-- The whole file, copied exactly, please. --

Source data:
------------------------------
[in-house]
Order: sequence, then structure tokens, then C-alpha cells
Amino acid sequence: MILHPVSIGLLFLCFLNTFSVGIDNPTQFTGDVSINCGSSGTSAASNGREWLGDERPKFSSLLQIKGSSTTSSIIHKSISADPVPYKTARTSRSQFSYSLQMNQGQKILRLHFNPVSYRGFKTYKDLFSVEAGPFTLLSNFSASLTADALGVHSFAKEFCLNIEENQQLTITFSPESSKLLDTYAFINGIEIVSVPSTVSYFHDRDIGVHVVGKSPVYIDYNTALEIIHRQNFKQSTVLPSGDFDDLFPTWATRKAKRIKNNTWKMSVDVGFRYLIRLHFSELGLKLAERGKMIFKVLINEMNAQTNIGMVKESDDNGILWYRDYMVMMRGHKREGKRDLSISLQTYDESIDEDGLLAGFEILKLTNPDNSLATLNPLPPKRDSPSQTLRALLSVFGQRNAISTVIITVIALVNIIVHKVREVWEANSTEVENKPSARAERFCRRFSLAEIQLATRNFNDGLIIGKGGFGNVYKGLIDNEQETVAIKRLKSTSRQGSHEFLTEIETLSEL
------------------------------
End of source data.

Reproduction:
[in-house]
Order: sequence, then structure tokens, then C-alpha cells
Amino acid sequence: MILHPVSIGLLFLCFLNTFSVGIDNPTQFTGDVSINCGSSGTSAASNGREWLGDERPKFSSLLQIKGSSTTSSIIHKSISADPVPYKTARTSRSQFSYSLQMNQGQKILRLHFNPVSYRGFKTYKDLFSVEAGPFTLLSNFSASLTADALGVHSFAKEFCLNIEENQQLTITFSPESSKLLDTYAFINGIEIVSVPSTVSYFHDRDIGVHVVGKSPVYIDYNTALEIIHRQNFKQSTVLPSGDFDDLFPTWATRKAKRIKNNTWKMSVDVGFRYLIRLHFSELGLKLAERGKMIFKVLINEMNAQTNIGMVKESDDNGILWYRDYMVMMRGHKREGKRDLSISLQTYDESIDEDGLLAGFEILKLTNPDNSLATLNPLPPKRDSPSQTLRALLSVFGQRNAISTVIITVIALVNIIVHKVREVWEANSTEVENKPSARAERFCRRFSLAEIQLATRNFNDGLIIGKGGFGNVYKGLIDNEQETVAIKRLKSTSRQGSHEFLTEIETLSEL